Asda has been trialing e-bikes from Electric Assisted Vehicles (EAV) to make home deliveries in Cambridge.
The Oxfordshire-based micro-mobility manufacturer had its 2Cubed commercial vehicle put to the test over a two-week period by the UK supermarket.
Asda says it is looking for solutions to assist in making deliveries in proposed pedestrianised areas and low emission zones.
Simon Gregg, vice president of the online grocery at Asda, said: “It was great to see the reaction to the e-bike when we took it out on the road – it was really well received and definitely was a talking point at the store and with our customers.
“As we look to the future of retail we have to consider new and innovative ways to continue to offer great service to our customers whilst navigating things like low emission zones and pedestrianised areas.
“A solution such as this would allow us to get into town and cities where access is limited, using either roads or cycle lanes.
“It’s been great to collaborate with the team at EAV and put their eCargo vehicle to the test.”
EAV’s 2Cubed ultra lightweight commercial vehicle is capable of transporting 10 tote boxes containing the equivalent of a weekly shop for two customers .
“The eCargo concept has already proven to be more efficient than any van within an urban parcels and packages logistics scenario,” claimed Adam Barmby, founder and CEO of EAV.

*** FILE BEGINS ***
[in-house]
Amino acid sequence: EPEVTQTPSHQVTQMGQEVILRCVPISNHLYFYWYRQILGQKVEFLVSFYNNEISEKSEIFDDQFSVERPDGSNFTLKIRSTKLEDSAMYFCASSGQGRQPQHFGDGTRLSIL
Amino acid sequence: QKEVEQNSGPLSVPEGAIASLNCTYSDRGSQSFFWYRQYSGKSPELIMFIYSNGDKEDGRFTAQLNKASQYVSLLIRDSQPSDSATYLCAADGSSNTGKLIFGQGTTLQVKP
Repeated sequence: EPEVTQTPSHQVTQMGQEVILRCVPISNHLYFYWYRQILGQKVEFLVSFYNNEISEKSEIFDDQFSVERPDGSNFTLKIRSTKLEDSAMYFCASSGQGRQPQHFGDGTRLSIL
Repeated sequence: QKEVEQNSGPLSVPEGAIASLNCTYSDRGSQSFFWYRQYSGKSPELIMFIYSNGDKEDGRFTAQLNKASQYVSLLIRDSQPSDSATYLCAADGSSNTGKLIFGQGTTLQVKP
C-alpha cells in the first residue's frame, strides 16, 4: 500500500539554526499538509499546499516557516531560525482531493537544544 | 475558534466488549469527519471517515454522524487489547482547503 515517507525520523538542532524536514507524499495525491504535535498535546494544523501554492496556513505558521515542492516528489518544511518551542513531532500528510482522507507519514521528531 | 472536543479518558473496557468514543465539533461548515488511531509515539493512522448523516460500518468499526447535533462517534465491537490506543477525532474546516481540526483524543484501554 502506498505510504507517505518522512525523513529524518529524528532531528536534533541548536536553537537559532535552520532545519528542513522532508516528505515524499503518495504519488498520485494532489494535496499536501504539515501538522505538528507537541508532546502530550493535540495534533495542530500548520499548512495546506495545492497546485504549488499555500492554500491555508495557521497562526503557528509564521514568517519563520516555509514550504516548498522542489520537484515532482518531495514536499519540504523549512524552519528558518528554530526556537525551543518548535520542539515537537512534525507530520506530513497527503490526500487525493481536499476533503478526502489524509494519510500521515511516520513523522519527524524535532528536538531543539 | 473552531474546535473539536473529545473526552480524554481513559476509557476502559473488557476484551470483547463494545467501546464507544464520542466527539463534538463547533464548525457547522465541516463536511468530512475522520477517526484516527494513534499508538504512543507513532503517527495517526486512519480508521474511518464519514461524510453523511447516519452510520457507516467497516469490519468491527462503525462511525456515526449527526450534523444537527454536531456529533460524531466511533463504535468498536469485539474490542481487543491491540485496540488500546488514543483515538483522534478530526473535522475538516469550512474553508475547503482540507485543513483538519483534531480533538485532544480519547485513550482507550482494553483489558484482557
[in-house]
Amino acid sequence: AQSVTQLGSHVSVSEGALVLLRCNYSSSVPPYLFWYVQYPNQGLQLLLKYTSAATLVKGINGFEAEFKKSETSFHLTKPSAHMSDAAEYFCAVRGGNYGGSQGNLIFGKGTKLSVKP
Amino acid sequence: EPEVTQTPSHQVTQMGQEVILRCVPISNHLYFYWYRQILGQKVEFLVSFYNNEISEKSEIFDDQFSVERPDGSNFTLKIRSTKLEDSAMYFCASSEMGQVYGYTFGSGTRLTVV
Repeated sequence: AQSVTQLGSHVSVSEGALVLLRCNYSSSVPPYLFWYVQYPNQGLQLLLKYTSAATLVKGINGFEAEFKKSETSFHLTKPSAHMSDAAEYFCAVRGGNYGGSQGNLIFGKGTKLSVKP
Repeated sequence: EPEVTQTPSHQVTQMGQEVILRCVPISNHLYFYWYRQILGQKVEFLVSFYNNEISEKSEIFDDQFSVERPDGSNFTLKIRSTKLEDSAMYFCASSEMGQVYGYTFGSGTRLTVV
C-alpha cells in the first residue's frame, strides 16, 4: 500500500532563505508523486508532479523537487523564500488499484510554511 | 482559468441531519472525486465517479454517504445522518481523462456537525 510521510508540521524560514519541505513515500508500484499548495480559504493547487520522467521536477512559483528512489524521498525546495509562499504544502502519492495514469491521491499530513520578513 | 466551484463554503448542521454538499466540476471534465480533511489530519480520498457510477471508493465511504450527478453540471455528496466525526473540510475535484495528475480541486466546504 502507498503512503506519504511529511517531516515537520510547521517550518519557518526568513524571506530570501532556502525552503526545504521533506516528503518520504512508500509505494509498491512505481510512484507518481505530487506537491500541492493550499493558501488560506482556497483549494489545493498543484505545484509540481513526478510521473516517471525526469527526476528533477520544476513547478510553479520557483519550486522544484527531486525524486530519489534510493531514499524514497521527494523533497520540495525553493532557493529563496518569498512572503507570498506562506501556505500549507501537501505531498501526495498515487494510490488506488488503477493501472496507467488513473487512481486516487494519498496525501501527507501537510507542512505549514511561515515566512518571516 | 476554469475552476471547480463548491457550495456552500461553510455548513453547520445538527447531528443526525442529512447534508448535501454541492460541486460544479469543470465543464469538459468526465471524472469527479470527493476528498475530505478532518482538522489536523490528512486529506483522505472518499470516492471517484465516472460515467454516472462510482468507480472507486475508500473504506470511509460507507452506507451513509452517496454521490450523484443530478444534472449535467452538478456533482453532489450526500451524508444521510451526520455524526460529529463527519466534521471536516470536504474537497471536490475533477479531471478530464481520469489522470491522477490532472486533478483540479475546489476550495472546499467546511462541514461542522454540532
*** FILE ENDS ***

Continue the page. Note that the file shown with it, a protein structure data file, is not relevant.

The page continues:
“Working with Asda to reduce the environmental impact of grocery, and to make those deliveries more accessible, in towns and cities has been a great test for our new 2Cubed vehicle and one we’ve been really keen to participate in.”
The 2Cubed has been designed to carry both bulk and weight while retaining its ability to move around quickly and efficiently within towns and cities.
Cool temperatures can either be maintained by cool bags and insulated packaging or by using the EAV Cool fully temperature controlled Cool-Cargo transporter.
Although the EAV Cool unit was not tested by Asda, this ensures that groceries reach the customer completely fresh and with no reduction in product quality.
“EAV developed a prototype EAV Cool some time ago and it’s proved very successful as a development vehicle in the tests we’ve used it for,” continued Barmby.
“Moving from parcel logistics to groceries is a logical pathway for EAV and it allows us to advance our technology maintaining ambient temperatures in our cargo bays.
“More importantly, it hugely reduces the environmental and emissions impact of vans and cars which are currently being used by supermarket chains and other businesses within urban locations.
“In a post-Covid world, where home deliveries have really become the norm, the shift to lightweight commercial deliveries is vital if we want to continue our efforts in improving the environment.”